P.S. Whenever you are weaving, you will need to regularly use your pliers to carefully push your woven copper strands together so the wire wraps are touching. You want the weaving to be as tight and as closely woven as possible without loose bits.
Step 3: Weaving the Frame
At the bend in the wire, it's time to change weaving pattern for the frame section.
To do this, start by wrapping one thick wire 5 times. Then follow the weaving diagram. The next step is wrapping both thick wires 3 times, then the opposing thick wire 5 times, then both wires 3 times, then back to the beginning of the pattern.
Step 4: Complete the Frame
Keep going with the weaving, and when you've done enough weaving to go around another corner of the tile, you can bend the woven wire at right angles to snugly fit around the tile edge.
Stop when you have completed the full square frame and reached the base of the bail. Don't stop short of this point; weave right up to and maybe slightly past the base of the bail, otherwise there may be a little gap.
Step 5: Wire Wrapping
Cut the excess thin wire off and 'tuck in' the ends out of the way if you need to (you don't want the ends sticking out and scratching you basically).
Cut the excess thicker wires off the end of the bail section, to leave a few mm that you can bend over and 'squash' to again hide the scratchy ends.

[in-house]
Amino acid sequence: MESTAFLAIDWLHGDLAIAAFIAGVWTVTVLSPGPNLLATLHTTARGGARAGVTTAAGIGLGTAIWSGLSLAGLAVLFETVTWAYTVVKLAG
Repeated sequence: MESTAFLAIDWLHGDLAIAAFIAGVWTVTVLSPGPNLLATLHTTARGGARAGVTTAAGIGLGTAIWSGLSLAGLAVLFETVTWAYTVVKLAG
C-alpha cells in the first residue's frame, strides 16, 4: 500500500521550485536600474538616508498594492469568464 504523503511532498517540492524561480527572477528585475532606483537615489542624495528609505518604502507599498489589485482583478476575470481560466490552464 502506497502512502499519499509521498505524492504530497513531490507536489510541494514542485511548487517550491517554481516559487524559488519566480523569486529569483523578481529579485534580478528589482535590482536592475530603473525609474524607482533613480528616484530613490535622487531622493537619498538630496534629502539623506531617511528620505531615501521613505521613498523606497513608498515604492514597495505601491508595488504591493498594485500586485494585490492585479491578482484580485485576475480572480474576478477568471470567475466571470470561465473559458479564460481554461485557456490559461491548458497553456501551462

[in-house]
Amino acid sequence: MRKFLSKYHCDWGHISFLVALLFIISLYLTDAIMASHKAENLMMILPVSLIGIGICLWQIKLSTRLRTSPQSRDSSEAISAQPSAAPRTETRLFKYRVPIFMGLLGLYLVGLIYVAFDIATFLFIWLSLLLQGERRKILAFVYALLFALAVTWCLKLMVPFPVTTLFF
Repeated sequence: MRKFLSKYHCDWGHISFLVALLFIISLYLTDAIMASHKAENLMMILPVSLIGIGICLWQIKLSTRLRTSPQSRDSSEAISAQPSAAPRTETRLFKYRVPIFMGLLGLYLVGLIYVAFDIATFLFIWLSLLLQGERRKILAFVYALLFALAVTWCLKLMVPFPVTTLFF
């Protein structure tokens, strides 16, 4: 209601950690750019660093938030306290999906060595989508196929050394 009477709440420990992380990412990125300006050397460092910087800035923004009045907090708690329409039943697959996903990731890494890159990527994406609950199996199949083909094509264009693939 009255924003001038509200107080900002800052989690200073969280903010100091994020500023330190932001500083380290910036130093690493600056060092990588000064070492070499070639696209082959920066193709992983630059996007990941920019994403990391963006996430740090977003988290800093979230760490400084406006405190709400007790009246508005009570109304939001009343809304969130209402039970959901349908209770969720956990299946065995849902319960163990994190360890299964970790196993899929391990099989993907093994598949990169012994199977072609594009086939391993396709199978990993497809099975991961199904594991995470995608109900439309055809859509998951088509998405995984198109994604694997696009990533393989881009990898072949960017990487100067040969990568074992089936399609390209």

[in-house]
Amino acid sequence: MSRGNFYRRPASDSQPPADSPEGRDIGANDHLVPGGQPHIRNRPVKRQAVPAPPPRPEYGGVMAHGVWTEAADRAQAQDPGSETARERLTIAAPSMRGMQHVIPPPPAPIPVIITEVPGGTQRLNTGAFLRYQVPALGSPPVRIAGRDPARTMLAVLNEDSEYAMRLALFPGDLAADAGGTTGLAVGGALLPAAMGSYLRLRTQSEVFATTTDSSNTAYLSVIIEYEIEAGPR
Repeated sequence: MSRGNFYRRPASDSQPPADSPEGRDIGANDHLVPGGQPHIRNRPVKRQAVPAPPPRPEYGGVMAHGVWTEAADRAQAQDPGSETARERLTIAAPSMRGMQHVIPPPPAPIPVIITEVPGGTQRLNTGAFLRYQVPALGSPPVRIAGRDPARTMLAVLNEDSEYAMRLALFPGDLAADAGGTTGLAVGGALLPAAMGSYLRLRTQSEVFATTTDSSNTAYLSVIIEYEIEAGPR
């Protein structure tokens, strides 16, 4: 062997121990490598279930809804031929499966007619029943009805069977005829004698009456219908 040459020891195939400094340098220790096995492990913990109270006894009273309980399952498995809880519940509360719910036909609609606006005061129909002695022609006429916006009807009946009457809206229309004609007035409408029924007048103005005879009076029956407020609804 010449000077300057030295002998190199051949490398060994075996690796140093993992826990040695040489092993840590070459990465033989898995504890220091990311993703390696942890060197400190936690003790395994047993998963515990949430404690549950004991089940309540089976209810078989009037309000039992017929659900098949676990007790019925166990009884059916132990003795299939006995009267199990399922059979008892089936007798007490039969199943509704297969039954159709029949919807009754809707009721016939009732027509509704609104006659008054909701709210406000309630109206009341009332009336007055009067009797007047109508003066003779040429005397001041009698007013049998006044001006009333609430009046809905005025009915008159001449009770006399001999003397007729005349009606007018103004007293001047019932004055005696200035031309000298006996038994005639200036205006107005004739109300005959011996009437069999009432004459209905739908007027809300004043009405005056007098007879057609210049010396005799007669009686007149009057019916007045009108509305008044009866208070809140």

Use round nose pliers to turn the bail section over into a loop.
Put the end of the woven frame across the front of the bail.
Take one thicker wire from the end of the woven frame to the back of the tile, so the bail splits the two thick wires up.
Hard to explain so please see the photos!
Take the thick wire at the back of the tile horizontally behind the bail, then wrap it around the base of the bail a couple of times. Bend the rest of this wire down the back of the tile.
Step 6: Wire Loop Embellishment
The next step is to finish the thick wire that is at the front of the tile.
To do this, I take my round nose pliers and loop the wire over 3 times in the same direction to form a 3-loop embellishment. If you use a longer piece of wire from the beginning, at this point you'll have more to work with and could make a bigger or more ornate design. I think since it's a green tile, a large leaf shape could look cool.
The tile should be snugly fitting, and no glue should be required to keep the tile in place.
You can manipulate the wire frame now to make it fit the tile the best it can, and to make sure the frame has nice straight sides and sharp 90 dgeree corners.
Step 7: Backing
I mentioned in the intro that I should have just finished the back of the tile to make it smooth and remove the adhesive marks on the back. Then at this point I would just finish the wire at the back with a little swirl or spiral.
But I didn't do that so I instead glued some felt to the back. I used felt that was too thin really and a thicker/stiffer felt baize would have been better I think. Still, I live and learn!
Step 8: Finished!
So now you have finished your pendant and you can add a matching chain and clasp.
Thanks for reading :)